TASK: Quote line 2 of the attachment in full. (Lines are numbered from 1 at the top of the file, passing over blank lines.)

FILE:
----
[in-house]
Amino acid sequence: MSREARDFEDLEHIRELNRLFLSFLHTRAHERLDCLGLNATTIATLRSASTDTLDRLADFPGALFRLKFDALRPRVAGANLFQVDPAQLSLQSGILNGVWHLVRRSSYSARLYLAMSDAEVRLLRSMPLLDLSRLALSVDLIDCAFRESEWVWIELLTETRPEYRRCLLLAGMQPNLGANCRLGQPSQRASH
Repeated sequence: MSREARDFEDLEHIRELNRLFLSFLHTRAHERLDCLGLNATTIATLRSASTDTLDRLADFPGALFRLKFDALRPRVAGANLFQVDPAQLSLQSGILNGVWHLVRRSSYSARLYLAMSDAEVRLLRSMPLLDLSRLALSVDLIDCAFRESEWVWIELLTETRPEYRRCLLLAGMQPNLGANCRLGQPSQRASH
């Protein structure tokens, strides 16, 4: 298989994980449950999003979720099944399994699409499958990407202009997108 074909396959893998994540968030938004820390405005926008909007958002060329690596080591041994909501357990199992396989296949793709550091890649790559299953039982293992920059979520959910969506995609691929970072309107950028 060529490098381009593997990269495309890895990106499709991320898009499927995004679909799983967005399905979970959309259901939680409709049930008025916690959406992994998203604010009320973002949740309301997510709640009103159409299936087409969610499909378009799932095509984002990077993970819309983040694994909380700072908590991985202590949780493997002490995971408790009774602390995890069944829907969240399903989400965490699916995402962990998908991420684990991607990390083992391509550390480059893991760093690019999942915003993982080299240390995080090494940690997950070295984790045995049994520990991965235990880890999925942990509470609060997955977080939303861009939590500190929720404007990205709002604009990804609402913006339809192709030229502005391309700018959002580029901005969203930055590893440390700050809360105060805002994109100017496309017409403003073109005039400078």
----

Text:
Amino acid sequence: MSREARDFEDLEHIRELNRLFLSFLHTRAHERLDCLGLNATTIATLRSASTDTLDRLADFPGALFRLKFDALRPRVAGANLFQVDPAQLSLQSGILNGVWHLVRRSSYSARLYLAMSDAEVRLLRSMPLLDLSRLALSVDLIDCAFRESEWVWIELLTETRPEYRRCLLLAGMQPNLGANCRLGQPSQRASH